Good News! We’ve resolved the problem of the uncontrolled limited release of water flowing toward and down the Terror River. The leak was a failed vacuum relief valve, as we suspected.
It initially appeared that all options to fix the leak were going to be very expensive and time consuming due to the remote location and winter weather conditions. An outside dive team was brought in, but the leak’s location and the amount of leakage would not allow us to proceed into the depth of the tunnel. Instead, we decided to attack the issue from above, through the frozen ice on the lake top. Our Power Generation employees came up with an ingenious solution to the problem – dropping large plastic disks through the intake valve through the trash rack grates to log jam the disks on the leak. They set to work in designing, crafting and testing the disks.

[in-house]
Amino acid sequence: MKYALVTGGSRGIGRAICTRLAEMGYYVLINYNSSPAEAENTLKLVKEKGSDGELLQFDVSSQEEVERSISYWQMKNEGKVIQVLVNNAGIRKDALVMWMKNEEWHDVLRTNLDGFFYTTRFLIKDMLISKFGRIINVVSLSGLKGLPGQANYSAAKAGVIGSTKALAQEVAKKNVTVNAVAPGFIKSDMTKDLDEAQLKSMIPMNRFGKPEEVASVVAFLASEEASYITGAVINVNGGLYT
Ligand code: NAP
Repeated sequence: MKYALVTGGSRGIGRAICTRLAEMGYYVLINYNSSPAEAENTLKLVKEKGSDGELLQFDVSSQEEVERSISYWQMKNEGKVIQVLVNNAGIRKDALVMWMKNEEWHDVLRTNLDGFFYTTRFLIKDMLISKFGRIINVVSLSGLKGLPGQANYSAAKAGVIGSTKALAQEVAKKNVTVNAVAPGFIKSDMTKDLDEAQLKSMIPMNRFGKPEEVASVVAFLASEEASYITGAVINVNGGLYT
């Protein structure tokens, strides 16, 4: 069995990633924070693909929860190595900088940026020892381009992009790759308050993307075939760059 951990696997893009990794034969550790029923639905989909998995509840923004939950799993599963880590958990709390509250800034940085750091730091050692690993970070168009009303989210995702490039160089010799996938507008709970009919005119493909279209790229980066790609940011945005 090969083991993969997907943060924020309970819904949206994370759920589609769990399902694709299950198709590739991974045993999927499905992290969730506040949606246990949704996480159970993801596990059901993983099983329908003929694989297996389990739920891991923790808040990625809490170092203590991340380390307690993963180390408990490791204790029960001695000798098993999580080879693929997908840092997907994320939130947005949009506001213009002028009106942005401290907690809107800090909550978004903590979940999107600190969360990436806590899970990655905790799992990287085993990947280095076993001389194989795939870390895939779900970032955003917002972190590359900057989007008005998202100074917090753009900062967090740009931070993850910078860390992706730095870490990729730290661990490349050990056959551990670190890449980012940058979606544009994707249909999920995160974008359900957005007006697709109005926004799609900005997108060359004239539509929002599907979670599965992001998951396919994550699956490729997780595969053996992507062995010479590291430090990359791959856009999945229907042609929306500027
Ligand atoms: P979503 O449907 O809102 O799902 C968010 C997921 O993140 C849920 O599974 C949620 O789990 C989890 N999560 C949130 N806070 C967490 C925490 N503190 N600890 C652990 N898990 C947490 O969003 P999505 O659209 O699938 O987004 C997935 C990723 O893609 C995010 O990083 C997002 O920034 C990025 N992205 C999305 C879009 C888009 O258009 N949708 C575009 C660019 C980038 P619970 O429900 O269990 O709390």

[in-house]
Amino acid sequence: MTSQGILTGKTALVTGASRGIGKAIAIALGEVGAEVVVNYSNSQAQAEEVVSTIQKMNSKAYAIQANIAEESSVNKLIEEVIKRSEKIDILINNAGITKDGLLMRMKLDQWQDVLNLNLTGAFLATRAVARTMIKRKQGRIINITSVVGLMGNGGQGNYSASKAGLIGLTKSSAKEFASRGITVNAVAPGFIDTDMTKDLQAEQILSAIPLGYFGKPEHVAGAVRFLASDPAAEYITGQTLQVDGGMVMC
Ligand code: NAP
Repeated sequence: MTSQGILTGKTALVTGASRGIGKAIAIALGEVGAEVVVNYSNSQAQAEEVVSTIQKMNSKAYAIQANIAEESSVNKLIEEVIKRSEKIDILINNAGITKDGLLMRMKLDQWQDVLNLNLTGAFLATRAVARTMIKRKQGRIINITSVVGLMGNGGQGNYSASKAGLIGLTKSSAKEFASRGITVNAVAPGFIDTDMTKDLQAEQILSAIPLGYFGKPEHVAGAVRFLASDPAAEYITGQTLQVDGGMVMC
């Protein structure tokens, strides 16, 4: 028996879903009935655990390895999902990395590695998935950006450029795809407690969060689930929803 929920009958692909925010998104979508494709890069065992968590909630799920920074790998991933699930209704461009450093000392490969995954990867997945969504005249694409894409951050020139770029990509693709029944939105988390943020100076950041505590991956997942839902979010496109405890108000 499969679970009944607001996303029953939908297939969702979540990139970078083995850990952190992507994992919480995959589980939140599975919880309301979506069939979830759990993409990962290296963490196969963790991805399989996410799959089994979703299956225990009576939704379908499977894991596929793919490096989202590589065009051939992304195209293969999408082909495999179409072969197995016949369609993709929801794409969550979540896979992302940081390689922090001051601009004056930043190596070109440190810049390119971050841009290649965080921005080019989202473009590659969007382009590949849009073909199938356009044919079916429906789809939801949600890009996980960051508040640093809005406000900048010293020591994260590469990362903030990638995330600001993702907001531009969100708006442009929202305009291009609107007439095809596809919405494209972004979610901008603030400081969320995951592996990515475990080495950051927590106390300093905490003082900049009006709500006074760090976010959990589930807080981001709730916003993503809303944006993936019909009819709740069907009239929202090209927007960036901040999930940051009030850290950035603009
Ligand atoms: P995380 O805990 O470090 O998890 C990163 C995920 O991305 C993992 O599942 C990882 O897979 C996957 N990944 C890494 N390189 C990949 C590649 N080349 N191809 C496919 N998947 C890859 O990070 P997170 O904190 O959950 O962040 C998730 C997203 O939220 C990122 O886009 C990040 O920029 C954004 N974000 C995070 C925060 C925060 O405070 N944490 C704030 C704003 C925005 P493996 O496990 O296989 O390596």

We enlisted the aid of St. Denny Surveying to locate the spot directly above the intake valve in the ice over Terror Lake on January 9. Extreme weather and snowy conditions prohibited us from proceeding until January 14, when we were able to erect a snow tent, saw out a 2 foot by 6 foot hole in the lake’s ice, and enable Mark Blakeslee to insert an underwater camera. Our crew then used halibut poles to release the disks into the water, dropping them at the precise location. Fifteen disks in all were released by the end of the day on January 15, when it was very clear that the disks had plugged the leak. We were then able to enter the tunnel and repair the leaky valve.
“Our crew did a wonderful job,” said Lloyd Shanley, Manager of Power Generation. “Their tremendous creativity, hard work, and dedication is something that our members can all be proud of.” Lloyd added his appreciation for Maritime Helicopters, St. Denny Surveying, and Mark Blakeslee. “It’s really great when you can utilize KEA and Kodiak resources to come up with a solution to a very difficult problem.”